Empire, State, and Society: Britain since 1830 / Edition 1

Empire, State, and Society: Britain since 1830 / Edition 1

by Jamie L. Bronstein, Andrew T. Harris
     
 

In the nineteenth century, Great Britain was a world-recognized superpower. Tremendous economic growth fostered a daunting formal empire, global networks of trade and investment, and a formidable military. By the late twentieth century this position of dominance had eroded significantly under the stress of two world wars, rising nationalist movements, shifting

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Overview

In the nineteenth century, Great Britain was a world-recognized superpower. Tremendous economic growth fostered a daunting formal empire, global networks of trade and investment, and a formidable military. By the late twentieth century this position of dominance had eroded significantly under the stress of two world wars, rising nationalist movements, shifting geopolitics, and the transformation to a post-industrial economy. As Britain adjusts to her new place in the post-colonial world, Empire, State, and Society assesses the external and internal forces behind these transformations.

The authors draw on the most recent scholarship to give due importance to social, economic, and cultural changes as well as politics and international diplomacy. Divided into chapters both chronologically and thematically, Empire, State, and Society enables detailed exploration of issues such as race, gender, religion, and the environment. In doing so, the book provides an accessible, comprehensive, and balanced introduction to British history.

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Product Details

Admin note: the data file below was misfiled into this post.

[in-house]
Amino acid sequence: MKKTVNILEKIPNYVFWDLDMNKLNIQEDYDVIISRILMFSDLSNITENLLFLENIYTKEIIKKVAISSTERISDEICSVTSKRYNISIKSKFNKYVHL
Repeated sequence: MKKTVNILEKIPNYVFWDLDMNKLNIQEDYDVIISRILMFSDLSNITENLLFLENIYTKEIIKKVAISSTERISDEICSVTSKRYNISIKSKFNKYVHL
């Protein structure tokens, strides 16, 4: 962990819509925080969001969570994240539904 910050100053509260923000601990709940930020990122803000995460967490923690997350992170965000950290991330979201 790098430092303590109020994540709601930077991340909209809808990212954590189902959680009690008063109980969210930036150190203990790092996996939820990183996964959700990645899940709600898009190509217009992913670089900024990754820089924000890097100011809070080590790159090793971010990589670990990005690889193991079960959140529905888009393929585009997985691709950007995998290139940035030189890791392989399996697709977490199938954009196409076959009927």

ISBN-13:
9781405181808
Publisher:
Wiley
Publication date:
02/28/2012
Edition description:
New Edition
Pages:
352
Sales rank:
1,030,816
Product dimensions:
6.70(w) x 9.60(h) x 0.70(d)

Meet the Author

Jamie L. Bronstein is Professor of History at New Mexico State University. She is the author of three books: Land Reform and Working-Class Experience in Britain and the United States, 1800-1862 (1999), Caught in the Machinery: Workplace Accidents and Injured Workers in Nineteenth-Century Britain (2008), and Transatlantic Radical: John Francis Bray (2009).

Andrew T. Harris is Associate Provost for Faculty Affairs, Bridgewater State University. He is the author of Policing the City: Crime and Legal Authority in London, 1780-1840 (2004). He served as an American Council on Education Fellow in 2008-2009, and has been active in the Council on Undergraduate Research since 2002.

Table of Contents

List of Illustrations vii

Acknowledgments ix

Introduction 1

1 Britain to 1830 4

2 Universal Suffrage and No Surrender: Politics at Home and Abroad, 1830–1867 30

3 Dark Satanic Mills? Economic and Social Change, 1830–1867 52

4 Utilitarians, Evangelicals, and Empire: Intellectual and Cultural Developments, 1830–1867 70

5 Democracy and Empire: Politics, 1867–1910 91

6 The Decline of the Aristocracy: Economic and Social Change, 1867–1910 110

7 Faith and Doubt? Cultural Change, 1867–1910 125

8 In Flanders Fields: Britain and the Great War, 1910–1918 147

9 Nationalism and Depression: Politics, Economics, and Social Change, 1919–1939 168

10 Culture and Ideas between the Wars, 1919–1939 191

11 London Burning: Britain in the Second WorldWar 206

12 Winds of Change: Politics, 1945–1979 222

13 Building a Welfare State: Society and the Economy, 1945–1979 242

14 Meet the Beatles: Cultural and Intellectual Developments, 1945–1979 259

15 From Rule Britannia to Cool Britannia: Politics, 1979–2007 277

16 Whither Britain? Society and Culture since 1979 296

Appendix: Reigns and Ministries since 1830 312

Bibliography 315

Index 330

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